A sensible place to begin is to have signs at strategic points of a building where people traffic is regular. Chemcare can supply signs which alert people without creating undue concern. These signs remind everyone that asbestos is a completely harmless product when bound into building materials but it is important not to disturb it without safety procedures.
There are many ways this can be done. The Chemcare approach is to have a basic line map of any building with asbestos-containing areas marked, along with a brief description.
In larger buildings, there may be several plans covering parts or floors of the building.
These can be displayed in places such as reception or staff cafeterias. But again, ensure these signs ”alert without alarm.”
These maps should not be excessively detailed but have sufficient information for occupants and service people who need to do occasional work in the building, where to take care.
The map can also have a short number of points when explain how to keep safe if these asbestos areas are being altered.
A licensed asbestos service company can undertake the survey of any building and produce the identity plans. This information has another important function of protecting the market value of the building.
Buildings containing asbestos do not necessarily suffer value reduction; if the asbestos products are sound and well maintained, they can safely service a building for many years before an “asbestos management plan” determines their removal.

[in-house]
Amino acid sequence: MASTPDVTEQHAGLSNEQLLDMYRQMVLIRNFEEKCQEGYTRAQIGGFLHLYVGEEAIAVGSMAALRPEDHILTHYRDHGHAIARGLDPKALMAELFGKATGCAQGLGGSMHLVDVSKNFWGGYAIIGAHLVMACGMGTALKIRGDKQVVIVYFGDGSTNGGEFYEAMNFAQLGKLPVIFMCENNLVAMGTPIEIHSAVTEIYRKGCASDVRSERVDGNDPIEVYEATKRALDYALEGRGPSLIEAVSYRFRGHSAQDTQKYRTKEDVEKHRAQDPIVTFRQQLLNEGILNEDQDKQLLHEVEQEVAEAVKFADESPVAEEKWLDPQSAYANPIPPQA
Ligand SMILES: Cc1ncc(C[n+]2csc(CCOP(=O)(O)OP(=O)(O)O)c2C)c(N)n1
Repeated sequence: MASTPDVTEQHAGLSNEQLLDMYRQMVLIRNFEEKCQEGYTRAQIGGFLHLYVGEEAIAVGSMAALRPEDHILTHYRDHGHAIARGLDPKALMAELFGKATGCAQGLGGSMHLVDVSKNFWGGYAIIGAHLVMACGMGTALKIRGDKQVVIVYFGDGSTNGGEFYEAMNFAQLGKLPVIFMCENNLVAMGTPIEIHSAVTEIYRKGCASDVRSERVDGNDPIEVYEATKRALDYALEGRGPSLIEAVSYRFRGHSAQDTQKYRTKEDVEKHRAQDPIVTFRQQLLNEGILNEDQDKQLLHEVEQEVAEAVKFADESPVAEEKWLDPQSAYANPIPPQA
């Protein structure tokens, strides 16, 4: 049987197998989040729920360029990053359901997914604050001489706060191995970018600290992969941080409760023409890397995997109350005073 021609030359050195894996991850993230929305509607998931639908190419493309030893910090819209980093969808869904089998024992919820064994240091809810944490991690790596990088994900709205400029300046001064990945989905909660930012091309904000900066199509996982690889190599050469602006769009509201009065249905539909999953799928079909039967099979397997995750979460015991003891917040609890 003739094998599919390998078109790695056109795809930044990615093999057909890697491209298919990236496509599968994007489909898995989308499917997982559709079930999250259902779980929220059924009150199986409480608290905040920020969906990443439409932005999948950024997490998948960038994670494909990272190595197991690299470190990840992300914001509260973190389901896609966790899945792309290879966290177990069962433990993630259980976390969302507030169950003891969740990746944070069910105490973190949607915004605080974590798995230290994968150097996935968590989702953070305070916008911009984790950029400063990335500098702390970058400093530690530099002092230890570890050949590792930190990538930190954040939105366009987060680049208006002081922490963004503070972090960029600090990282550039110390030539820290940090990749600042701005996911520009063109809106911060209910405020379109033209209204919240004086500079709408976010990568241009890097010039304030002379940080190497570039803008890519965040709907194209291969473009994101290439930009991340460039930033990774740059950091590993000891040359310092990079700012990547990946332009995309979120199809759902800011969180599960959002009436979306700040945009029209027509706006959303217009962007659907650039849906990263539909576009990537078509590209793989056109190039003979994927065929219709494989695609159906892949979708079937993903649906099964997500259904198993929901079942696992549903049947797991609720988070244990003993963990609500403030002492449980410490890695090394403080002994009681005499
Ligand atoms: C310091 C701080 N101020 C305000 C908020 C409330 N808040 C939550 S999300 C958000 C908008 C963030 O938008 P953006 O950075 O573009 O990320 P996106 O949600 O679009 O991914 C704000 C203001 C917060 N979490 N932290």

A survey of the building by a licensed sampling company (of which there are many certified by Worksafe), will record all locations of asbestos materials in the building as well as the condition of those materials.
It would be very rare to find a building with several locations of asbestos materials dangerously exposed for potential inhalation by passing people traffic. Most asbestos materials are safe and can continue to serve the building for many years.
A plan will recognise these differences. For example, it might be important to remove some ceiling and wall insulation early, while roof tiles still have many years of hardy work life in them.
An efficient licensed removal company will be able to work with the occupants so that human safety is placed first but also acknowledging long term financial needs.
Or, an entire floor of a large building might have a simple entry in the plan that it’s asbestos content will be reviewed again in five or ten years’ time, because of its stable state and the fact that people have full knowledge to behave safely on that floor.
Health and safety
Because asbestos management is a part of the Health and Safety Act, reporting of incidents or accidental disturbance of asbestos areas, is required. This reporting can normally fall within the duties of a building’s health and safety officer. The building plan can contain information sheets for these incidents.
Building owners may ask for the help of tenants to maintain this type of reporting.
Ideally, an asbestos management plan can be filed with the health and safety files of the building. The original plan can be a computer file, while the working document can be progressively stored as hard copy. Chemcare recommends that the asbestos management plan is collated year by year, as the plan is implemented or changed, incidents are reported and paperwork of licensed service people is received. This file can be handed over to any new owner of the building t provide continuity of safe management of any asbestos content.